It is therefore arranged that solenoid 17 release all actuated buttons on actuation of the hold button. As illustrated in FIG. 1, the "A" relay 25 in the Key Telephone Unit must release before the tip and ring lines are broken, to place the key telephone unit in the "hold" condition. This requires that the relay 23 hold in until after the "A" relay has operated.

In the arrangement of FIG. 1, the hold button of the key strip is modified to a momentary button, and a second normally closed switch 28 is added. When the hold button is actuated switches 12 and 28 open. Relay 25 releases and relay 23 is held in by the capacitor 29, via the hook switch 13 and resistor 20. When capacitor 29 has discharged through the relay 23 and resistor 20, the relay 23 is de-energized, closing switch 18 to discharge capacitor 24 through the solenoid 17, releasing all buttons on telephone set. The hold button is depressed until the solenoid releases the buttons.

The use of a pushbutton telephone set in conjunction with an answering module requires that when the answering module goes off line after answering a call, the depressed button must not be released.

FIG. 2 illustrates a modification to the circuit of FIG. 1 to provide for answering service operation. Inserted in the lead 30 from relay 23 to lead 14 is a transistor 35, and bias resistor 36 is connected from the base of the transistor 35 to the junction of the relay coil 23 and lead 22. The emitter of the transistor 35 is connected to the lead 14. The collector of the transistor 35 is connected to the relay coil 23.

The transistor 35 and resistor 36 act to remotely control the relay 23 by a very short momentary closure of the control lead 37 to lead 14 by a remote switch 38. Typical values for the resistor 36 is 30K. A permanent closure of the control leads prevents the transistor from turning on, thus preventing relay 23 and solenoid 17 operation. This is the requirement for an automatic answer module, to prevent line button release after module answers a call.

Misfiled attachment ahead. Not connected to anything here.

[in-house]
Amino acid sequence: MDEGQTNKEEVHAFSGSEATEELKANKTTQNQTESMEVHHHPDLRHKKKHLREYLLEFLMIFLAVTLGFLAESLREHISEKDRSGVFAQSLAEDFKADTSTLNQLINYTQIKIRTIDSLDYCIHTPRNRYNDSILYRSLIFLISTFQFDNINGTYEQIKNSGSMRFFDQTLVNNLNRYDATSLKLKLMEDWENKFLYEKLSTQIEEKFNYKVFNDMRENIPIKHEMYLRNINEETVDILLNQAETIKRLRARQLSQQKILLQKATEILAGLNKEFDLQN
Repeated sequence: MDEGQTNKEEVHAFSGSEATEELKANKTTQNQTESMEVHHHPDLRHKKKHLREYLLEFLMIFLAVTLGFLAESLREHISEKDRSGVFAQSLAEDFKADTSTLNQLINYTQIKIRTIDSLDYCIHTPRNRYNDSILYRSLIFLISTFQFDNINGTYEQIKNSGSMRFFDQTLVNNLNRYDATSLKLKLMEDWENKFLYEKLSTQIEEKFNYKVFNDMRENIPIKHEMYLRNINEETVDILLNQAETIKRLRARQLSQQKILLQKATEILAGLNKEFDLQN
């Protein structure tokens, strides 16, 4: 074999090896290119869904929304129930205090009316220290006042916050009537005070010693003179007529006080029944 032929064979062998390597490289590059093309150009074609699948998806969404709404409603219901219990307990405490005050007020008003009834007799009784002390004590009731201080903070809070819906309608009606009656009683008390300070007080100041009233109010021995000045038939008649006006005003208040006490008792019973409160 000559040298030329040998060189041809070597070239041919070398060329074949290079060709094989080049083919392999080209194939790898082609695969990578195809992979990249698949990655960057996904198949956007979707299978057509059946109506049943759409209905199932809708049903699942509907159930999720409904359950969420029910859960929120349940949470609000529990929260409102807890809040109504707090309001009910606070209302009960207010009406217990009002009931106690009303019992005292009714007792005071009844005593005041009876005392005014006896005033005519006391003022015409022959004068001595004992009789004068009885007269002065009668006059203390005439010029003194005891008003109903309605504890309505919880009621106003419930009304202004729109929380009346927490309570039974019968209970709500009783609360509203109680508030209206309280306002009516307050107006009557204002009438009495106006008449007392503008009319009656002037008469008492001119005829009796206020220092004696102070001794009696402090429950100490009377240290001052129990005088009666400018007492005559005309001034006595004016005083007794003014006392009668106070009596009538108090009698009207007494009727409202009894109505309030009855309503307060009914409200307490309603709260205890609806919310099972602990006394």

The short line closure may be used to operate the relay 23 from a latch bar switch of another key.

FIG. 3 illustrates a pushbutton module 40 having a plurality of pushbuttons 31. The buttons are held in a depressed condition by a latch bar 32 which engages with projections 33, a projection on each button. The solenoid 17 is attached to the module and the armature 34 of the solenoid is connected to a short stub member 35 extending from the latch bar. Actuation of the solenoid 17 causes the armature to move, moving the latch bar and releasing any depressed buttons.

Patent Citations
Cited PatentFiling datePublication dateApplicantTitle
US2199686 *Apr 21, 1938May 7, 1940Stromberg Carlson TelephoneCombined telephone and communicating key box
US2802904 *May 26, 1954Aug 13, 1957Dictograph Products Company InTelephone switch mechanism
US3601559 *Dec 8, 1969Aug 24, 1971Stromberg Carlson CorpHookswitch and hold button release mechanism
US3903070 *Feb 13, 1974Sep 2, 1975Nitsuko LtdAutomatic reset mechanism for push button telephone set
Referenced by
Citing PatentFiling datePublication dateApplicantTitle
US4243847 *Apr 30, 1979Jan 6, 1981Gte Automatic Electric Laboratories IncorporatedAutomatic restoral mechanism for a pushbutton key telephone instrument
US5337343 *May 10, 1992Aug 9, 1994United Telephone Company Of OhioHeadset bridge for operating multiple communication devices
WO1988004501A1 *Dec 8, 1986Jun 16, 1988Marshall DalyA stand-alone keyphone system
Classifications
U.S. Classification379/163
International ClassificationH04Q3/58, H04M1/23
Cooperative ClassificationH04M1/23
European ClassificationH04M1/23